A sentence of 21 months' imprisonment for indecent assault on a male and taking indecent photographs of a child was unduly lenient, in all the circumstances an extended sentence was appropriate. The sentence would be quashed and a total sentence of five and a half years substituted, made up of a two and a half year custodial element and an extended period of three years. The defendant would be disqualified from working with children.Application by the Attorney-General to refer, under s.36 Criminal Justice Act 1988, a sentence of twenty one months following convictions for indecent assault on a male and making indecent photographs of children. The defendant ('D') was convicted at Teeside Crown Court on 23 May 2003. The victim ('V') of the offences was a fifteen year old boy who met D in an internet chat room. In January 2002 D, who was aged 50, posted a message in a teen chat room saying he was a 19 year old male looking for a chat. Between January and July 2002 D contacted V by phone and letter, after getting V to reveal his phone number and address. D sent gifts and money and offered to buy a scooter for V when he was 16. The letters and calls became more and more explicit. V eventually agreed to meet D and they went to a hotel where D took photographs of V. They met again where V joined D and two other young boys in a hotel room, where the indecent assault occurred. Following V's 16th birthday they met and had sex. V's mother eventually confronted V who told her what had happened, and she called the police. When D was arrested the police found the photographs of V and other items including handcuffs and lubricant. In interview D said V had made contact with him and had asked for a loan. D visited him in May 2002 to give him money for the scooter and had stayed at a hotel but no sex had taken place. It was only after V's 16th birthday that they had consensual sex. At trial D was acquitted of rape. The Attorney-General referred the sentence as unduly lenient given the aggravating factors of: (i) D used the internet to contact a young boy and hid his own age; (ii) he used presents to corrupt V; (iii) with V's agreement he had used the name Jenny so as to deceive V's mother and sister; (iv) the indecent assault was carefully planned; (v) the indecent assault took place in the presence of two other young boys; (vi) D kept in contact with V with a view to having sex when he reached 16; and (vii) V became suicidal as a result of the offences. Whilst there was clear evidence that V had had sexual contact with other young men there was no evidence to show he was promiscuous. It was clear he was being carefully groomed. In reliance on authorities the Attorney-General contended that the present case was an obvious case for the imposition of an extended sentence. Further, there was a mandatory requirement in offences such as these to disqualify D from working with children.HELD: (1) Having regard to all the circumstances, it was clear the sentence imposed was unduly lenient for the offences taken as a whole, including the taking of indecent photos. The appropriate sentence following a trial would have been three and a half years. (2) This was a case where it was inevitable the judge would consider an extended sentence as the period on licence was not adequate to prevent further offences and to secure rehabilitation. The judge should have imposed a sentence made up of a three and a half year custodial element with a licence period of three years. (3) D was currently at liberty, however, after careful consideration it was impossible to accept that this was a case where D shouldn't be returned to custody. Taking into account the principle of double jeopardy the sentence of 21 months would be quashed and a sentence of two and a half years substituted, further, an extended period of three years would be imposed giving a total sentence of five and a half years. (4) D would also be disqualified from working with children under s.28 Criminal Justice and Court Services Act 2000.Leave to refer granted, application allowed.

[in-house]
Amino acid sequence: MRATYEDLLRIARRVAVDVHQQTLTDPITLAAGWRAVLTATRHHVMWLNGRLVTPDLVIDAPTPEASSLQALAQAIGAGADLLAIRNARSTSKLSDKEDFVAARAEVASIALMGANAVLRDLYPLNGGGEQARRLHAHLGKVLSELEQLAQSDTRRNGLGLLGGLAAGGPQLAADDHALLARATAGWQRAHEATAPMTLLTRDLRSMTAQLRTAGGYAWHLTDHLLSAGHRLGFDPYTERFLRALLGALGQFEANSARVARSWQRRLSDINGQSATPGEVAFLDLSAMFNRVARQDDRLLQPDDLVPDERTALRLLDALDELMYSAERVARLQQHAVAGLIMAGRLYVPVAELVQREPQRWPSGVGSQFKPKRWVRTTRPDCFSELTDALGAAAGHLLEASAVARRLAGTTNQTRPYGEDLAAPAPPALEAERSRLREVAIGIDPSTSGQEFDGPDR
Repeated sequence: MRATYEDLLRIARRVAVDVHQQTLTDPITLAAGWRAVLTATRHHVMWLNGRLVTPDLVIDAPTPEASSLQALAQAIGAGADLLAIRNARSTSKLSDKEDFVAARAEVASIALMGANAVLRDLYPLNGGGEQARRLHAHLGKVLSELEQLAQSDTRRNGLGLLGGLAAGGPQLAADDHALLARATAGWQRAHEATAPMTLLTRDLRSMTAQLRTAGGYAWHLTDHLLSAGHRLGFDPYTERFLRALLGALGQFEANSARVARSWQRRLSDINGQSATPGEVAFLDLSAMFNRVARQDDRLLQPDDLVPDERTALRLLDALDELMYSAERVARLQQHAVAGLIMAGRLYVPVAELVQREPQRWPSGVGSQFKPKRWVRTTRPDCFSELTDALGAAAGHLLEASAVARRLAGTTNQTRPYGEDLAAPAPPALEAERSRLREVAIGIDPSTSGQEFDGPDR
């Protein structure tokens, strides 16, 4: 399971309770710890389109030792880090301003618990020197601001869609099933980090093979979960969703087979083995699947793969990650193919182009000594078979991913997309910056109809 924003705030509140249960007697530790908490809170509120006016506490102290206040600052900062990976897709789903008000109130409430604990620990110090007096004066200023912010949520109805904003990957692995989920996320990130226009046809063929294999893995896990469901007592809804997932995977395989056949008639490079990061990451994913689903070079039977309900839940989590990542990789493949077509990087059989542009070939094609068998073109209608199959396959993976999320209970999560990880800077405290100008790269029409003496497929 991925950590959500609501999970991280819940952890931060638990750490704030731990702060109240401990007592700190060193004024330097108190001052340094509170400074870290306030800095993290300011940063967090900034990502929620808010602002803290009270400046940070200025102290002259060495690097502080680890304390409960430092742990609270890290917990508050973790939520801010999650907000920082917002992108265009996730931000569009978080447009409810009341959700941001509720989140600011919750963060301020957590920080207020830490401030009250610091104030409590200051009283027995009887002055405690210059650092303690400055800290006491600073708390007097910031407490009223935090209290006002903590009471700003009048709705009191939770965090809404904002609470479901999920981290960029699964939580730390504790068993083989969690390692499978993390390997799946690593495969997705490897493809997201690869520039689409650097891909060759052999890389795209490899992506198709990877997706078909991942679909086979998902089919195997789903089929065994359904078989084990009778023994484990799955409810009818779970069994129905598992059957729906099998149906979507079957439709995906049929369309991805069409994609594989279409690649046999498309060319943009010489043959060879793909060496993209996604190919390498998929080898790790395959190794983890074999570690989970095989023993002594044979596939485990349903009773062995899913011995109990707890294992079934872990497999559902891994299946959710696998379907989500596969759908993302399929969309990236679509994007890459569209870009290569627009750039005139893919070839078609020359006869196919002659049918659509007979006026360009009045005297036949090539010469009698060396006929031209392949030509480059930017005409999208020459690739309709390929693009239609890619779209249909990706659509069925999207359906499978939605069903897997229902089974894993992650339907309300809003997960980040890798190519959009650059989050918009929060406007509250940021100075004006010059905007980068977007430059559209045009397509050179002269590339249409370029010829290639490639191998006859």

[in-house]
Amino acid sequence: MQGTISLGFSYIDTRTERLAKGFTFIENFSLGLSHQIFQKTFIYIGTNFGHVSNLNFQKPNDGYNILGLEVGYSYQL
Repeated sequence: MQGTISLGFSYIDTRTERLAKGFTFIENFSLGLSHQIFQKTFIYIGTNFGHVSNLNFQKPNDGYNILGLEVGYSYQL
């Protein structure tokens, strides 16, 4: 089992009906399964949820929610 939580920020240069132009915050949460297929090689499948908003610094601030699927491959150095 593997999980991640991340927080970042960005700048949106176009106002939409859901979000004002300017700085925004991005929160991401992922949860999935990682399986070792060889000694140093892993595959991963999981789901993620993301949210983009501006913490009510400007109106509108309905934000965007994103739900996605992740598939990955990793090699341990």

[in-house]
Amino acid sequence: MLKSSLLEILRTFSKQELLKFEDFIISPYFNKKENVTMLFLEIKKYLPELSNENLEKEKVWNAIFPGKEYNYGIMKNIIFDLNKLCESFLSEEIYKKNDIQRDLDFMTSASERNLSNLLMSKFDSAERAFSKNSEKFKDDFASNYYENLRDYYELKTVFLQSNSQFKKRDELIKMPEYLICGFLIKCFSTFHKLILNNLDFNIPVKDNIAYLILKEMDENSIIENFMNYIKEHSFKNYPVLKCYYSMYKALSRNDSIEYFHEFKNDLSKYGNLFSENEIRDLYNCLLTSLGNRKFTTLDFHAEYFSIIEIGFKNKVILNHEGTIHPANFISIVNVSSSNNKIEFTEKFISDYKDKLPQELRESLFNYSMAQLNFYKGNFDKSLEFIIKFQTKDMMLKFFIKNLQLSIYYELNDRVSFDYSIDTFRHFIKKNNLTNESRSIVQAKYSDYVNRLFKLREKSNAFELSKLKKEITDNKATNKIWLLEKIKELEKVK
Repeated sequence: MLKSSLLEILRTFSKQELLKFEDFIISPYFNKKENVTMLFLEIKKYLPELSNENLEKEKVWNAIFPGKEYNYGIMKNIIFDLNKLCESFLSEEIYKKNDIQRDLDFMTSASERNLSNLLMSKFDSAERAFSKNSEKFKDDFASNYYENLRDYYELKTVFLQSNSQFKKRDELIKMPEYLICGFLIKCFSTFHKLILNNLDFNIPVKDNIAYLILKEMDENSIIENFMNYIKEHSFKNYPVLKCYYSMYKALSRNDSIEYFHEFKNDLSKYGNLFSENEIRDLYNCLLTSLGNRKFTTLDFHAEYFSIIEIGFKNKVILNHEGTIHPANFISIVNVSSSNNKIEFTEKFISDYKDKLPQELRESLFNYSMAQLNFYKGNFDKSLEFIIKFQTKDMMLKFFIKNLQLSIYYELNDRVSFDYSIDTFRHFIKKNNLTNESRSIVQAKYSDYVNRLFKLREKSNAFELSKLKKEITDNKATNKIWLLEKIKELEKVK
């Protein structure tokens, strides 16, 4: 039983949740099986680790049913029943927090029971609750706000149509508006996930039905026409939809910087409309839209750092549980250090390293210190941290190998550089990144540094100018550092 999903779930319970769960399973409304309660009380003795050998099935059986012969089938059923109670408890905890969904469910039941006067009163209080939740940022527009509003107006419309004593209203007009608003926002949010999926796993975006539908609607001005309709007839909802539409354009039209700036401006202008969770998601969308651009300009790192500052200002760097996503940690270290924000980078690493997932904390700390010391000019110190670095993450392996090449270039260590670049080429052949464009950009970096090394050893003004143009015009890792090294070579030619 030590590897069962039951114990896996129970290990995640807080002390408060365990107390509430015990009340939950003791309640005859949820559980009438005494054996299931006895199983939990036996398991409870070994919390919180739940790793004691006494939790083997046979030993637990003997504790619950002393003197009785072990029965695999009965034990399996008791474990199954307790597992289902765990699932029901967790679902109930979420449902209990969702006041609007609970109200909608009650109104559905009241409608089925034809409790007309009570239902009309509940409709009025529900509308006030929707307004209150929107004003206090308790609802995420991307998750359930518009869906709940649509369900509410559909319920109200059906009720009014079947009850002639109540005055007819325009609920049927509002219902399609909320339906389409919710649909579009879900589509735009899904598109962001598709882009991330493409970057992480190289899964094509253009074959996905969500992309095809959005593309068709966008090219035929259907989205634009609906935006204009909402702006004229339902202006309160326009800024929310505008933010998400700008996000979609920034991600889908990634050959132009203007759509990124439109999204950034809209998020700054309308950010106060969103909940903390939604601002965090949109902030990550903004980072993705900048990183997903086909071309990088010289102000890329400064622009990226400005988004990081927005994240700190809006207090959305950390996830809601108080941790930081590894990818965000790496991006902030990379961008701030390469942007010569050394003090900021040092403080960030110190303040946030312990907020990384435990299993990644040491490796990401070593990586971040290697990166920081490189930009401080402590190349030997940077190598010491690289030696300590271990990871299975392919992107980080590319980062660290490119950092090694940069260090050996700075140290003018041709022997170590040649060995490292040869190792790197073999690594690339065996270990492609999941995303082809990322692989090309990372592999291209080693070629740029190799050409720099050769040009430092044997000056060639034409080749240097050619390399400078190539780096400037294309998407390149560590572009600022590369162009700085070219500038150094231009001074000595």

EWCA Crim 3948